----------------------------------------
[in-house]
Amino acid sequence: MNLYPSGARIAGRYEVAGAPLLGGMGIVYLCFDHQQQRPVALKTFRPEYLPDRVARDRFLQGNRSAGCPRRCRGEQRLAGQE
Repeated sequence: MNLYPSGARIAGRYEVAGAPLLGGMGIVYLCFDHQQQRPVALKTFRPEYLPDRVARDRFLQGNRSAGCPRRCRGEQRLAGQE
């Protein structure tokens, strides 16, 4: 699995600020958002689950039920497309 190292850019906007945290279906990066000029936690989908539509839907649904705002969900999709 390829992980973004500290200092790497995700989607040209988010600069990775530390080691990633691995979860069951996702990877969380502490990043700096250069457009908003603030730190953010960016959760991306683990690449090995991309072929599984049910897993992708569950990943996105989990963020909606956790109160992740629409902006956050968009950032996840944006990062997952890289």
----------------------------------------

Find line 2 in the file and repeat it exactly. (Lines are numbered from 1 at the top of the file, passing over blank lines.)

Amino acid sequence: MNLYPSGARIAGRYEVAGAPLLGGMGIVYLCFDHQQQRPVALKTFRPEYLPDRVARDRFLQGNRSAGCPRRCRGEQRLAGQE